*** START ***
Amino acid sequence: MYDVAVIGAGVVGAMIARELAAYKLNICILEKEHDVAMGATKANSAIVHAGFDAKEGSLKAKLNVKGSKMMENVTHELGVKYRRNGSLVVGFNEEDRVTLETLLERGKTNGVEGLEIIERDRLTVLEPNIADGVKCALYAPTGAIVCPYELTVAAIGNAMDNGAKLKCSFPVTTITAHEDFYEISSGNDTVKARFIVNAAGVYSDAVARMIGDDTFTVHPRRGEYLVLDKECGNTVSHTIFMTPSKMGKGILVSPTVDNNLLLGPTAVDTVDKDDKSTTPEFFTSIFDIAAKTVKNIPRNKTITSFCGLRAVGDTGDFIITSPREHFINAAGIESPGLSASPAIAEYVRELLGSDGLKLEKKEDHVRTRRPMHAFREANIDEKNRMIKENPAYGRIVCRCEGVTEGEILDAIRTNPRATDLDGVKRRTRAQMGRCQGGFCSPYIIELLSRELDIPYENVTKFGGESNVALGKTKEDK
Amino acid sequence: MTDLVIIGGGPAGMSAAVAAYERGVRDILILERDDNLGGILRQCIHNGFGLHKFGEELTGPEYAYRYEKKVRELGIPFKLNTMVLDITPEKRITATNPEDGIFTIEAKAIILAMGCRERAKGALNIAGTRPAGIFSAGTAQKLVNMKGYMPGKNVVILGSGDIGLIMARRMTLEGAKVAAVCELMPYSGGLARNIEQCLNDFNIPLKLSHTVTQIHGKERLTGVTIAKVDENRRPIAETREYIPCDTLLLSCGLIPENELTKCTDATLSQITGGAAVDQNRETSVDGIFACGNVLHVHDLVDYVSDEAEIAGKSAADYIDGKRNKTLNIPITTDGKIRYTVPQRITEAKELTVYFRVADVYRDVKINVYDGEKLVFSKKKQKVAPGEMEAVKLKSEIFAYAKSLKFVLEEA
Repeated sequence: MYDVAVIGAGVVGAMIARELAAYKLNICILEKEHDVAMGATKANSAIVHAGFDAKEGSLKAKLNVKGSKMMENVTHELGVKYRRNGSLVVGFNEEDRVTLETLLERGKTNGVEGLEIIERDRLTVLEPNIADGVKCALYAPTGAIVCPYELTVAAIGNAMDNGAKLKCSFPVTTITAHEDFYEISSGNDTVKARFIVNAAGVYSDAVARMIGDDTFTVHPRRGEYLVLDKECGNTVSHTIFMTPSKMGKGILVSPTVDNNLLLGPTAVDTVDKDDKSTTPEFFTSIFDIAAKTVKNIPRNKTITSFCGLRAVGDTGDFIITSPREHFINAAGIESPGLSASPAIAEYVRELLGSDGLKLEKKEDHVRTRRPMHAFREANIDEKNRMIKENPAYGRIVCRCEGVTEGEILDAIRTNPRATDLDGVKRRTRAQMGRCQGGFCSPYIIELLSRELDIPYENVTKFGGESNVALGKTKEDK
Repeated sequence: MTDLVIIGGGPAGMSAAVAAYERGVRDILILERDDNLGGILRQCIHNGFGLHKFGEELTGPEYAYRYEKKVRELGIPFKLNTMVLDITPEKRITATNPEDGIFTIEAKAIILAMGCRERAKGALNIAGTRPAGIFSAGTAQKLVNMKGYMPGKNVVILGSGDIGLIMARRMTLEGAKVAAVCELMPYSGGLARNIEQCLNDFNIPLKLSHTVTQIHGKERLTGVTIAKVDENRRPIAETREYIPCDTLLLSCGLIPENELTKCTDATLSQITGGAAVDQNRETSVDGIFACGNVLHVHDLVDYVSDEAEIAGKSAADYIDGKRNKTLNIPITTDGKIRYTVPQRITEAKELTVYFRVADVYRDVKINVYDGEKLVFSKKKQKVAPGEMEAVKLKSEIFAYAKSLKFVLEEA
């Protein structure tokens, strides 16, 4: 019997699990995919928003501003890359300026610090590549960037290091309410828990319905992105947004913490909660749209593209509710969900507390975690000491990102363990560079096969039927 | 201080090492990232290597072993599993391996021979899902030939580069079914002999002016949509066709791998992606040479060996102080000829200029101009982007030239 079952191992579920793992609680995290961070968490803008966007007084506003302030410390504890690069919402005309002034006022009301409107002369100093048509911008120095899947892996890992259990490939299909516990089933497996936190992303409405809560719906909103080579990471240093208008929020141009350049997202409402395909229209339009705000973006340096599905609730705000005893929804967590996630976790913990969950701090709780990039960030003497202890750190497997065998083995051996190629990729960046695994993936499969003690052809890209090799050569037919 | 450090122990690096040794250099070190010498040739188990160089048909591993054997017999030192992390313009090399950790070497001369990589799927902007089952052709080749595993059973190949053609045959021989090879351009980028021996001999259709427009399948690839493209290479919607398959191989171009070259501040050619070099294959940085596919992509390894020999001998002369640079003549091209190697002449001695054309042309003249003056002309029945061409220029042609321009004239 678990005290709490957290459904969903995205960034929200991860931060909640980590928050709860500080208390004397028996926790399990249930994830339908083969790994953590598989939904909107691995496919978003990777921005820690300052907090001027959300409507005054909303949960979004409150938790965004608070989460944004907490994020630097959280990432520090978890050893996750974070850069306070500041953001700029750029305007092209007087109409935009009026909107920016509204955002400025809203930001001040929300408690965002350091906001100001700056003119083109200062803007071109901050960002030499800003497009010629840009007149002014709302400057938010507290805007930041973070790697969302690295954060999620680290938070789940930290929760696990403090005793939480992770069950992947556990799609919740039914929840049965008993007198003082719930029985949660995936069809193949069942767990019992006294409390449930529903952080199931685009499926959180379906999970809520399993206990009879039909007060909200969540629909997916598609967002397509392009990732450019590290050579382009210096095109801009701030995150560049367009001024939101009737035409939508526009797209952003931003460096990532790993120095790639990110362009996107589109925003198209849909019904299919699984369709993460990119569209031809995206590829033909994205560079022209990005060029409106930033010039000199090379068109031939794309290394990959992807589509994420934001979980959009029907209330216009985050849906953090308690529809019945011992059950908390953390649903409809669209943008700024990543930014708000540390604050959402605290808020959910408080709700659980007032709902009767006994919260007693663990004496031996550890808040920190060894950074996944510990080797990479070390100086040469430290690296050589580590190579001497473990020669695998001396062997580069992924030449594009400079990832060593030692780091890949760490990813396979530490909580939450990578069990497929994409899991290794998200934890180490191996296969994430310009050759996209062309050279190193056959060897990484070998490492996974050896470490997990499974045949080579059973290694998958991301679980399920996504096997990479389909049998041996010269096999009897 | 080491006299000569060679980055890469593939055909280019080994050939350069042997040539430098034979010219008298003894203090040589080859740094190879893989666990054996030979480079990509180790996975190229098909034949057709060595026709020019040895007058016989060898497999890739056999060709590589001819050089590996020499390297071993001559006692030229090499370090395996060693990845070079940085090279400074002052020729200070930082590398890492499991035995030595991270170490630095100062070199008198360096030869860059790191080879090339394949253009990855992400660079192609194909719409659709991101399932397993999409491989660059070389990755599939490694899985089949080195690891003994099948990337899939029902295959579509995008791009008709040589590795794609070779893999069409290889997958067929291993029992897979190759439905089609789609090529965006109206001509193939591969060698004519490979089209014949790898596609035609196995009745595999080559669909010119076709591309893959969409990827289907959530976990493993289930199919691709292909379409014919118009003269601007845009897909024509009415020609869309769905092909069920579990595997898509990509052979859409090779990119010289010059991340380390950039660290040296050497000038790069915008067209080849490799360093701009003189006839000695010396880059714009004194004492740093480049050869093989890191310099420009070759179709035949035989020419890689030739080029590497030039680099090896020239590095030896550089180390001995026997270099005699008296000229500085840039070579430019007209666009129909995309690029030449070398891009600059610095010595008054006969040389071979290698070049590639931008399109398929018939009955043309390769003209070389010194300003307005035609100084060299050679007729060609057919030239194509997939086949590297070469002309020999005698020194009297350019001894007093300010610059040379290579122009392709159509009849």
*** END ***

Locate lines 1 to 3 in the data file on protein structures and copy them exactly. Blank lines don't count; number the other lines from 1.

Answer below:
Amino acid sequence: MYDVAVIGAGVVGAMIARELAAYKLNICILEKEHDVAMGATKANSAIVHAGFDAKEGSLKAKLNVKGSKMMENVTHELGVKYRRNGSLVVGFNEEDRVTLETLLERGKTNGVEGLEIIERDRLTVLEPNIADGVKCALYAPTGAIVCPYELTVAAIGNAMDNGAKLKCSFPVTTITAHEDFYEISSGNDTVKARFIVNAAGVYSDAVARMIGDDTFTVHPRRGEYLVLDKECGNTVSHTIFMTPSKMGKGILVSPTVDNNLLLGPTAVDTVDKDDKSTTPEFFTSIFDIAAKTVKNIPRNKTITSFCGLRAVGDTGDFIITSPREHFINAAGIESPGLSASPAIAEYVRELLGSDGLKLEKKEDHVRTRRPMHAFREANIDEKNRMIKENPAYGRIVCRCEGVTEGEILDAIRTNPRATDLDGVKRRTRAQMGRCQGGFCSPYIIELLSRELDIPYENVTKFGGESNVALGKTKEDK
Amino acid sequence: MTDLVIIGGGPAGMSAAVAAYERGVRDILILERDDNLGGILRQCIHNGFGLHKFGEELTGPEYAYRYEKKVRELGIPFKLNTMVLDITPEKRITATNPEDGIFTIEAKAIILAMGCRERAKGALNIAGTRPAGIFSAGTAQKLVNMKGYMPGKNVVILGSGDIGLIMARRMTLEGAKVAAVCELMPYSGGLARNIEQCLNDFNIPLKLSHTVTQIHGKERLTGVTIAKVDENRRPIAETREYIPCDTLLLSCGLIPENELTKCTDATLSQITGGAAVDQNRETSVDGIFACGNVLHVHDLVDYVSDEAEIAGKSAADYIDGKRNKTLNIPITTDGKIRYTVPQRITEAKELTVYFRVADVYRDVKINVYDGEKLVFSKKKQKVAPGEMEAVKLKSEIFAYAKSLKFVLEEA
Repeated sequence: MYDVAVIGAGVVGAMIARELAAYKLNICILEKEHDVAMGATKANSAIVHAGFDAKEGSLKAKLNVKGSKMMENVTHELGVKYRRNGSLVVGFNEEDRVTLETLLERGKTNGVEGLEIIERDRLTVLEPNIADGVKCALYAPTGAIVCPYELTVAAIGNAMDNGAKLKCSFPVTTITAHEDFYEISSGNDTVKARFIVNAAGVYSDAVARMIGDDTFTVHPRRGEYLVLDKECGNTVSHTIFMTPSKMGKGILVSPTVDNNLLLGPTAVDTVDKDDKSTTPEFFTSIFDIAAKTVKNIPRNKTITSFCGLRAVGDTGDFIITSPREHFINAAGIESPGLSASPAIAEYVRELLGSDGLKLEKKEDHVRTRRPMHAFREANIDEKNRMIKENPAYGRIVCRCEGVTEGEILDAIRTNPRATDLDGVKRRTRAQMGRCQGGFCSPYIIELLSRELDIPYENVTKFGGESNVALGKTKEDK